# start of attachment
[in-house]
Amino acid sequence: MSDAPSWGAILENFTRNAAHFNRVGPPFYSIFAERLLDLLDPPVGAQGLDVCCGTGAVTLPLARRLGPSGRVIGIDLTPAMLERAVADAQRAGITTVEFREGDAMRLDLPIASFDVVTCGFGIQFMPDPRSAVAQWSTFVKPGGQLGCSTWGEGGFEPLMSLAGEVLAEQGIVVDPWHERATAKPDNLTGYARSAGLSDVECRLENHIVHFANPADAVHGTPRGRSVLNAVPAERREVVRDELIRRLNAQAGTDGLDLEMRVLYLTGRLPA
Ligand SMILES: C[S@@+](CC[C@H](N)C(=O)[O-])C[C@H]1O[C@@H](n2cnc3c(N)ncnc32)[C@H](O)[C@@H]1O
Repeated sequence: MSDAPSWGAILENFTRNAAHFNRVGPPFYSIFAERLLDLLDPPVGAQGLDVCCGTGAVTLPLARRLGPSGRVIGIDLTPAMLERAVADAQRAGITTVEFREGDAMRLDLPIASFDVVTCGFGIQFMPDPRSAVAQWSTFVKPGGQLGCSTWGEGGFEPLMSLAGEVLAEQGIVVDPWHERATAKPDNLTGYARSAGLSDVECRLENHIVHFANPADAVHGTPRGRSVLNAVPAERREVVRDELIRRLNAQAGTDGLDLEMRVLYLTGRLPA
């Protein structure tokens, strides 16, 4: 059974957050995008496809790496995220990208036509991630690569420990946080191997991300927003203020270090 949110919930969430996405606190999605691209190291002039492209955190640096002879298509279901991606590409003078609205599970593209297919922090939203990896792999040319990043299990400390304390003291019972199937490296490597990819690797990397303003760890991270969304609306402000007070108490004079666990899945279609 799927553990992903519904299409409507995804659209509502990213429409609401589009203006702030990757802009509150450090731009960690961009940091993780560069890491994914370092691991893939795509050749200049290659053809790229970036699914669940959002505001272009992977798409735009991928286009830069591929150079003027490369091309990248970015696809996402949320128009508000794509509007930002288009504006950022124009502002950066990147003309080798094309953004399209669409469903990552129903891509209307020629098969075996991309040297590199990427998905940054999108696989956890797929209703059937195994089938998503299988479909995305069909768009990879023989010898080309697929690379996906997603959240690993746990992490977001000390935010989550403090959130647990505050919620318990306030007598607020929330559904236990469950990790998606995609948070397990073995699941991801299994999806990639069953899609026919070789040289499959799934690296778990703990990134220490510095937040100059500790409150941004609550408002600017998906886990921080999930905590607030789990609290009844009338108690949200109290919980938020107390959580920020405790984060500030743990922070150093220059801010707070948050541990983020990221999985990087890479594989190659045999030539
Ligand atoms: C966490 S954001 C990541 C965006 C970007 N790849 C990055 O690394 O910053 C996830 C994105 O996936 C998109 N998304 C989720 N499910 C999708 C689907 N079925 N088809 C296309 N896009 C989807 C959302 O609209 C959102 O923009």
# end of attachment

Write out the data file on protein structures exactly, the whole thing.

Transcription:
[in-house]
Amino acid sequence: MSDAPSWGAILENFTRNAAHFNRVGPPFYSIFAERLLDLLDPPVGAQGLDVCCGTGAVTLPLARRLGPSGRVIGIDLTPAMLERAVADAQRAGITTVEFREGDAMRLDLPIASFDVVTCGFGIQFMPDPRSAVAQWSTFVKPGGQLGCSTWGEGGFEPLMSLAGEVLAEQGIVVDPWHERATAKPDNLTGYARSAGLSDVECRLENHIVHFANPADAVHGTPRGRSVLNAVPAERREVVRDELIRRLNAQAGTDGLDLEMRVLYLTGRLPA
Ligand SMILES: C[S@@+](CC[C@H](N)C(=O)[O-])C[C@H]1O[C@@H](n2cnc3c(N)ncnc32)[C@H](O)[C@@H]1O
Repeated sequence: MSDAPSWGAILENFTRNAAHFNRVGPPFYSIFAERLLDLLDPPVGAQGLDVCCGTGAVTLPLARRLGPSGRVIGIDLTPAMLERAVADAQRAGITTVEFREGDAMRLDLPIASFDVVTCGFGIQFMPDPRSAVAQWSTFVKPGGQLGCSTWGEGGFEPLMSLAGEVLAEQGIVVDPWHERATAKPDNLTGYARSAGLSDVECRLENHIVHFANPADAVHGTPRGRSVLNAVPAERREVVRDELIRRLNAQAGTDGLDLEMRVLYLTGRLPA
């Protein structure tokens, strides 16, 4: 059974957050995008496809790496995220990208036509991630690569420990946080191997991300927003203020270090 949110919930969430996405606190999605691209190291002039492209955190640096002879298509279901991606590409003078609205599970593209297919922090939203990896792999040319990043299990400390304390003291019972199937490296490597990819690797990397303003760890991270969304609306402000007070108490004079666990899945279609 799927553990992903519904299409409507995804659209509502990213429409609401589009203006702030990757802009509150450090731009960690961009940091993780560069890491994914370092691991893939795509050749200049290659053809790229970036699914669940959002505001272009992977798409735009991928286009830069591929150079003027490369091309990248970015696809996402949320128009508000794509509007930002288009504006950022124009502002950066990147003309080798094309953004399209669409469903990552129903891509209307020629098969075996991309040297590199990427998905940054999108696989956890797929209703059937195994089938998503299988479909995305069909768009990879023989010898080309697929690379996906997603959240690993746990992490977001000390935010989550403090959130647990505050919620318990306030007598607020929330559904236990469950990790998606995609948070397990073995699941991801299994999806990639069953899609026919070789040289499959799934690296778990703990990134220490510095937040100059500790409150941004609550408002600017998906886990921080999930905590607030789990609290009844009338108690949200109290919980938020107390959580920020405790984060500030743990922070150093220059801010707070948050541990983020990221999985990087890479594989190659045999030539
Ligand atoms: C966490 S954001 C990541 C965006 C970007 N790849 C990055 O690394 O910053 C996830 C994105 O996936 C998109 N998304 C989720 N499910 C999708 C689907 N079925 N088809 C296309 N896009 C989807 C959302 O609209 C959102 O923009």